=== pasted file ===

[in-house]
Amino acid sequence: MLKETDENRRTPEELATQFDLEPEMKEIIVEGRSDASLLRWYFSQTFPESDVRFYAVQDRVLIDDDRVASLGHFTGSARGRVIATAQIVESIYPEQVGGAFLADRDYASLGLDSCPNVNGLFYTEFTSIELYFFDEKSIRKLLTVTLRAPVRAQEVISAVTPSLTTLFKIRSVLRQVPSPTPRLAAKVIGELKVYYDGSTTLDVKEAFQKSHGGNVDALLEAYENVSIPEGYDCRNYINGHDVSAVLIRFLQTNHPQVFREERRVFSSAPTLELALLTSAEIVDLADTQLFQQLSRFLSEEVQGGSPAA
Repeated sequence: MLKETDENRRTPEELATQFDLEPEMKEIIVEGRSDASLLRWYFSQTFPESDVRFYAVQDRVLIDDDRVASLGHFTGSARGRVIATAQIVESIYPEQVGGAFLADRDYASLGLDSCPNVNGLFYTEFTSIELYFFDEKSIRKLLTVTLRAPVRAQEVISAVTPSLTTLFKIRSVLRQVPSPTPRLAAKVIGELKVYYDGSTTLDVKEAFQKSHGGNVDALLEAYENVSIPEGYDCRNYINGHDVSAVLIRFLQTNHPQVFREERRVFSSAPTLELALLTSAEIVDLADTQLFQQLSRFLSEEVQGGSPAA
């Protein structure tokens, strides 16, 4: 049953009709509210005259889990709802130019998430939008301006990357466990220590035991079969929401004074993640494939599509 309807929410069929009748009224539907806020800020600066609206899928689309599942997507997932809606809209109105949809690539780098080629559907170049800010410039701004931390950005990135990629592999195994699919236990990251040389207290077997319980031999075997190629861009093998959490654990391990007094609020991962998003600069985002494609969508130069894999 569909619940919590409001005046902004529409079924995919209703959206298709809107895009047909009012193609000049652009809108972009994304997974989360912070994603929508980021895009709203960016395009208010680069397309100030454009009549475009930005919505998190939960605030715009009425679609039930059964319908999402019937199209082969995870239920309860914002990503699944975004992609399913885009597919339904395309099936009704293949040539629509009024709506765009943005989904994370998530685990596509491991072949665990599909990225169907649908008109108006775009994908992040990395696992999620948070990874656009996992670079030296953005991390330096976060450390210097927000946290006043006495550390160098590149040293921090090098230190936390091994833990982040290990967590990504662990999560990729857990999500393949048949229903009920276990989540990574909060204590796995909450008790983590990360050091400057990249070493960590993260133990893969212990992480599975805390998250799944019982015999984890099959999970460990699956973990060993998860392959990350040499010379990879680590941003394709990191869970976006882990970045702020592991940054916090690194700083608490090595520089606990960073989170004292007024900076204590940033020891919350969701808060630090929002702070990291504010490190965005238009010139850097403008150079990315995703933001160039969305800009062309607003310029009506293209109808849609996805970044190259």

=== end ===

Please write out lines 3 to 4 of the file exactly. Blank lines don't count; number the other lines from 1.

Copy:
Repeated sequence: MLKETDENRRTPEELATQFDLEPEMKEIIVEGRSDASLLRWYFSQTFPESDVRFYAVQDRVLIDDDRVASLGHFTGSARGRVIATAQIVESIYPEQVGGAFLADRDYASLGLDSCPNVNGLFYTEFTSIELYFFDEKSIRKLLTVTLRAPVRAQEVISAVTPSLTTLFKIRSVLRQVPSPTPRLAAKVIGELKVYYDGSTTLDVKEAFQKSHGGNVDALLEAYENVSIPEGYDCRNYINGHDVSAVLIRFLQTNHPQVFREERRVFSSAPTLELALLTSAEIVDLADTQLFQQLSRFLSEEVQGGSPAA
């Protein structure tokens, strides 16, 4: 049953009709509210005259889990709802130019998430939008301006990357466990220590035991079969929401004074993640494939599509 309807929410069929009748009224539907806020800020600066609206899928689309599942997507997932809606809209109105949809690539780098080629559907170049800010410039701004931390950005990135990629592999195994699919236990990251040389207290077997319980031999075997190629861009093998959490654990391990007094609020991962998003600069985002494609969508130069894999 569909619940919590409001005046902004529409079924995919209703959206298709809107895009047909009012193609000049652009809108972009994304997974989360912070994603929508980021895009709203960016395009208010680069397309100030454009009549475009930005919505998190939960605030715009009425679609039930059964319908999402019937199209082969995870239920309860914002990503699944975004992609399913885009597919339904395309099936009704293949040539629509009024709506765009943005989904994370998530685990596509491991072949665990599909990225169907649908008109108006775009994908992040990395696992999620948070990874656009996992670079030296953005991390330096976060450390210097927000946290006043006495550390160098590149040293921090090098230190936390091994833990982040290990967590990504662990999560990729857990999500393949048949229903009920276990989540990574909060204590796995909450008790983590990360050091400057990249070493960590993260133990893969212990992480599975805390998250799944019982015999984890099959999970460990699956973990060993998860392959990350040499010379990879680590941003394709990191869970976006882990970045702020592991940054916090690194700083608490090595520089606990960073989170004292007024900076204590940033020891919350969701808060630090929002702070990291504010490190965005238009010139850097403008150079990315995703933001160039969305800009062309607003310029009506293209109808849609996805970044190259």